Undated and Unsourced. Royce & Dora Knight’s back yard?
This picture is undated and I don’t remember where I got it. I’m guessing it’s 1962-ish, based on the height of the dam and the fact it’s not visible yet. It gets pretty grainy when you zoom in, so I can’t make out any of the faces. But I think the guy in the white shirt standing in the back on the left could be Royce Knight. Just a guess. How about you? Do you recognize anyone? Check out the chaise lounge chairs. And that poor tree needs to be staked before the Page winds rip it out of the ground!
Source: Terry Edwards. Date and photographer unknown. Most likely USBR.
Here’s a 1960-ish shot of Page and the surrounding area from the seat of a plane. If you click on it, it will open it up in a new tab and enable you to zoom in closer. All of my pictures work that way. You’re welcome. 🙂 Enlarge it and let’s talk about some of the detail.
Starting on the bottom left, you’ll see the original radio station (KPGE) just off the old Coppermine road. I don’t remember what the building between it and the water treatment plant was. If you do, please leave a comment and let me know. I posted pictures of the water treatment plant already in a post I called Got Water? You can check it out >HERE<. Next to the water treatment plant is the go-cart track and the Little League baseball field. If you look at that area on Google Earth, you can still see remnants of the go-cart track. That’s actually the second location of the baseball field. The first one was behind Keisling’s gas station and The Bottle Stop (now Stix Market). The outline of it is still visible in this picture. You can see that original field better >HERE<.
Moving up from the water treatment plant, you’ll notice that Chapman’s trailer park isn’t there yet. Several church buildings are dotting the landscape along church row (7th Avenue – now Lake Powell BLVD). The long buildings on the inside loop of church row were the teacher’s apartments. They may have been under Continue reading →
I have to confess, I spent a lot of time pouring over this top picture and then I had this brilliant idea to grab a current day photo and compare. Yes, I have moments of brilliance. But they’re short lived.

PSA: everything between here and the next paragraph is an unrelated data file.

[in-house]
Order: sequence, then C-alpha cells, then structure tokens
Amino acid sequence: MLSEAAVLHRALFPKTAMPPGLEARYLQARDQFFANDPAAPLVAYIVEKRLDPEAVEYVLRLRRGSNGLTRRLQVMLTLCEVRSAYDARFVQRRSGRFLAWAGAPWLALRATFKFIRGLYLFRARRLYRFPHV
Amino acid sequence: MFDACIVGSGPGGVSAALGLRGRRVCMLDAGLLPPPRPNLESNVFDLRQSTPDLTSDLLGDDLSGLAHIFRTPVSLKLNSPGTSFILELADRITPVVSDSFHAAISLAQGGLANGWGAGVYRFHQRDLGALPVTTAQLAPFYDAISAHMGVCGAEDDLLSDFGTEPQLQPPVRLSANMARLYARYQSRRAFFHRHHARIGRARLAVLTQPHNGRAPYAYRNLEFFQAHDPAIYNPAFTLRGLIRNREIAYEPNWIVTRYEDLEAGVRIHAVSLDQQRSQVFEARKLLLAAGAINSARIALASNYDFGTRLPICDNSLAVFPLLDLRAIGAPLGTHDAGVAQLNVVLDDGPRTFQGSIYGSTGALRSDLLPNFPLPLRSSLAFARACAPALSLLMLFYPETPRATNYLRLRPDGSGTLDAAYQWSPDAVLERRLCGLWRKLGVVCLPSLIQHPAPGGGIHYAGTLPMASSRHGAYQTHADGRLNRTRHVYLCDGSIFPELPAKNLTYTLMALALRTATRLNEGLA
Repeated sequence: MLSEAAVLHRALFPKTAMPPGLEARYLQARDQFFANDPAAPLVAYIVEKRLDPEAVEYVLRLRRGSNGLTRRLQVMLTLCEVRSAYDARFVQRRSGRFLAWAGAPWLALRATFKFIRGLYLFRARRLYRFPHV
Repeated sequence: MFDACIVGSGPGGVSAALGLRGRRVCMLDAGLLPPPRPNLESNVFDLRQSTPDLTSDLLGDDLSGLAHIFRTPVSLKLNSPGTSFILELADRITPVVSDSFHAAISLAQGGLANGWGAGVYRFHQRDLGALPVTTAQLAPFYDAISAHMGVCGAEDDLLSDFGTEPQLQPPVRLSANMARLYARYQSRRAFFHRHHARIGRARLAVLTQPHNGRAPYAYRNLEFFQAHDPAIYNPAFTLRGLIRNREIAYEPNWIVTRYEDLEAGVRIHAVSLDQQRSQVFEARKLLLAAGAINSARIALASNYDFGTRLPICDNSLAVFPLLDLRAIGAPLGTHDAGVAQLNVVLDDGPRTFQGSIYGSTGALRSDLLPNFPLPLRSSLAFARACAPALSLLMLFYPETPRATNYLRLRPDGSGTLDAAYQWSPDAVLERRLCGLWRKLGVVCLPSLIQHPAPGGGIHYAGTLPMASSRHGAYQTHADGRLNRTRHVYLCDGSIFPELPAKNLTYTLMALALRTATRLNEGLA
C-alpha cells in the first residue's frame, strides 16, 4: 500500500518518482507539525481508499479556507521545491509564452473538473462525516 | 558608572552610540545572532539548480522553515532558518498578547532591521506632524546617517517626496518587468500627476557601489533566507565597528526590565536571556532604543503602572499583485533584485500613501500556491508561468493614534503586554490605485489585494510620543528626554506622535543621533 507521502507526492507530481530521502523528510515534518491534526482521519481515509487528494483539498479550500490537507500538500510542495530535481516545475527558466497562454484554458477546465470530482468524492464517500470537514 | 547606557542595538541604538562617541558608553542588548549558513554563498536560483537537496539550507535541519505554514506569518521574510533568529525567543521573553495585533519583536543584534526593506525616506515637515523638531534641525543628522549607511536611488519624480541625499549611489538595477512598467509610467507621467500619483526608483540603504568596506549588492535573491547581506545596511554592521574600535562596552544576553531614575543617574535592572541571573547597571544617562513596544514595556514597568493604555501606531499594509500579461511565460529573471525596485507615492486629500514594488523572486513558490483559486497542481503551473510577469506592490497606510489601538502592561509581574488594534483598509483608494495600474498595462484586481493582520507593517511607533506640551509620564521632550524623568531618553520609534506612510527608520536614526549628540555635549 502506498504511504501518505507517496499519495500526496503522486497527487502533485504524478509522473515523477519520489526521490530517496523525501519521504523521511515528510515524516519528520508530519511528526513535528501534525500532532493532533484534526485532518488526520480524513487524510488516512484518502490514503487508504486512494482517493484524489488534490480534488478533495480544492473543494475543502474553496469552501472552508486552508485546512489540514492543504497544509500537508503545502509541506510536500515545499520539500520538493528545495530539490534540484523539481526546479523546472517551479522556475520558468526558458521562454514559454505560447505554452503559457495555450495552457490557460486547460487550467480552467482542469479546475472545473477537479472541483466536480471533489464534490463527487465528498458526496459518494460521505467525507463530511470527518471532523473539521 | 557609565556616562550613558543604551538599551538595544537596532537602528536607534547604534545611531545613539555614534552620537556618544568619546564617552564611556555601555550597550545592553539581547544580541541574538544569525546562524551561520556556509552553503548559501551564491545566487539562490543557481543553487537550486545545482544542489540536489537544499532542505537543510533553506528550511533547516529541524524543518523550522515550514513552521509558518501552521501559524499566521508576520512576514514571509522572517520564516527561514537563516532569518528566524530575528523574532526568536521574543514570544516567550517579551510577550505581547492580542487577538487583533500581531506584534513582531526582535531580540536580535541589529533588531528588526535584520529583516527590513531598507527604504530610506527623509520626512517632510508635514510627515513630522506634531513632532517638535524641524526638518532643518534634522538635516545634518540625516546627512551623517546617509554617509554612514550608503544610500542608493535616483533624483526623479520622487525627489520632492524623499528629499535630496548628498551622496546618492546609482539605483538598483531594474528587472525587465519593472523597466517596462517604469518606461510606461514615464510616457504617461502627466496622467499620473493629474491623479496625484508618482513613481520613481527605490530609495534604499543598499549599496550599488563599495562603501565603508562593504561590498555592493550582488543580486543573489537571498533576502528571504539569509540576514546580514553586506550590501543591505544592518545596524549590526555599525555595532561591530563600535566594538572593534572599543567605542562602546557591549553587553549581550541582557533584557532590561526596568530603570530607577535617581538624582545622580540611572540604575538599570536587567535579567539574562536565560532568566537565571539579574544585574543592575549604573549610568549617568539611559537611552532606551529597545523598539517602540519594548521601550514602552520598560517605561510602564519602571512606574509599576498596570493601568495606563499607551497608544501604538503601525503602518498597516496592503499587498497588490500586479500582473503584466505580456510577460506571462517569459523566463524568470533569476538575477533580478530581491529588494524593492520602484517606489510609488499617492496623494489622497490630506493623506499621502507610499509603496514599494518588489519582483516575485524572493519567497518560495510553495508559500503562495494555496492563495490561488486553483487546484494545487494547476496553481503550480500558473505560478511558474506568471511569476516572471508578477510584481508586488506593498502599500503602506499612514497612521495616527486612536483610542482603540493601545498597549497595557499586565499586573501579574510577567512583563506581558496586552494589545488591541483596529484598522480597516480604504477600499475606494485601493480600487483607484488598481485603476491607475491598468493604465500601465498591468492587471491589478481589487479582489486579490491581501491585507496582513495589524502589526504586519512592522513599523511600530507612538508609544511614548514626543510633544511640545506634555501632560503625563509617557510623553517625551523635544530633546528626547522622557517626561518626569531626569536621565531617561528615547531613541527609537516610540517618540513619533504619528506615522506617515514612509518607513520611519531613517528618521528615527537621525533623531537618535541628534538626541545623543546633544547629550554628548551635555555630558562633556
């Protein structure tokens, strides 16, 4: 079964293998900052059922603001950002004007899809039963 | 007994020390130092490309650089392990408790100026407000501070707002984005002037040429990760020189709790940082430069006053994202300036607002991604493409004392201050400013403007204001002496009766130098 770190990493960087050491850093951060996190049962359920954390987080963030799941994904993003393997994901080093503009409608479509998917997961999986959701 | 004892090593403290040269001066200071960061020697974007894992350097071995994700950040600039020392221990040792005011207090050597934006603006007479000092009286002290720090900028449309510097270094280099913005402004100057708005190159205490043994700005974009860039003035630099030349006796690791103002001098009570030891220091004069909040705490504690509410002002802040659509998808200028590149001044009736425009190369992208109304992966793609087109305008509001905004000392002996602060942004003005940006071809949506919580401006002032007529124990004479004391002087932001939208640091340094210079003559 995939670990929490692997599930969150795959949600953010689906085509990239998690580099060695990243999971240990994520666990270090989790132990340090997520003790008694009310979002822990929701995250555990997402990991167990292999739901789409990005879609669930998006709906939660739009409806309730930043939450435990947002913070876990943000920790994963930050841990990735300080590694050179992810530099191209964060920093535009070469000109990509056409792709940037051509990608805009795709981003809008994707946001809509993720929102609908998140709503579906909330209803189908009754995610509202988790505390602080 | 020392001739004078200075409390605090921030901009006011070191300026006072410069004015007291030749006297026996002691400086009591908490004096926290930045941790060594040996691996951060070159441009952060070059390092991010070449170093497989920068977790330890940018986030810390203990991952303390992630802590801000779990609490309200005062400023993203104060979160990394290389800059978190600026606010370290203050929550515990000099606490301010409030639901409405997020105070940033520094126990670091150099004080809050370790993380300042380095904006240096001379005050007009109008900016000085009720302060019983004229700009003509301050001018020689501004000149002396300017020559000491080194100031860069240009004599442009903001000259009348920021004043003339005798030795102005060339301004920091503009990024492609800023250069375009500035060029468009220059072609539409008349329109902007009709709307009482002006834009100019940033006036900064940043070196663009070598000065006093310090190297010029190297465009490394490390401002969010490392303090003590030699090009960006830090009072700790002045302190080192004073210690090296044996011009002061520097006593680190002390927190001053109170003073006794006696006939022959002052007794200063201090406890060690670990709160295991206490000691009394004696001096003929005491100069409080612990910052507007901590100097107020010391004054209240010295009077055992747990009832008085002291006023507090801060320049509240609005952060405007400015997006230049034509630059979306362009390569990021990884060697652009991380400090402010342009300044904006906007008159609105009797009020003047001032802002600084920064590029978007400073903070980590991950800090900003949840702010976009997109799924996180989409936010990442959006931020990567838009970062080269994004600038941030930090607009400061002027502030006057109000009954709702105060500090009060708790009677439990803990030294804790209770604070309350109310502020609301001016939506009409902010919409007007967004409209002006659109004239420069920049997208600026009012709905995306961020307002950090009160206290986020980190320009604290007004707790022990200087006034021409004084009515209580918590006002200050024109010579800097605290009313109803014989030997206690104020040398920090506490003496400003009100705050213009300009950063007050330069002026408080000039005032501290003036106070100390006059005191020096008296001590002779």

This post has two photos. The one above was then and the bottom one is now. The top picture was taken before time began. That’s an exaggeration, but it’s not too far off. It’s a high altitude photo of the Colorado River at the Glen Canyon Dam site. There is nothing there but a muddy river. The soon-to-be city of Page is outlined in the dotted area. Wahweap creek is visible (and empty) at the bottom right. The beehive is plainly visible, but this was clearly taken before any work on Glen Canyon Dam or the city of Page had begun.
When you’re done with the top photo, look at the “now” picture below for comparison. I want to thank Dugan Warner for supplying the top photo to me so I could share it with you. Enjoy!
This photo is dated 7/8/1958. The back reads, “Foot bridge. The diversion tunnel inlet can be seen at bottom of canyon on right.”
As I scoured this with my handy-dandy magnifying glass, I noticed about a dozen people walking across the footbridge. As was stated on the back of the photo, you can see one of the diversion tunnels at the bottom of the canyon. These were used to divert the Colorado River water around the dam site during construction.
In the distance you can see a very dry Wahweap Bay and Castle Rock. It looks like this picture was taken from on the Beehive. It would be cool to find that spot and take another picture today of this same angle. This may have been taken before they sheered off the side to make room for the railways that supported the cable cranes. And you thought the flattened side of the Beehive was there to make room for the Visitor’s Center, didn’t you. The dam sight is just to the right of this picture. Stay tuned…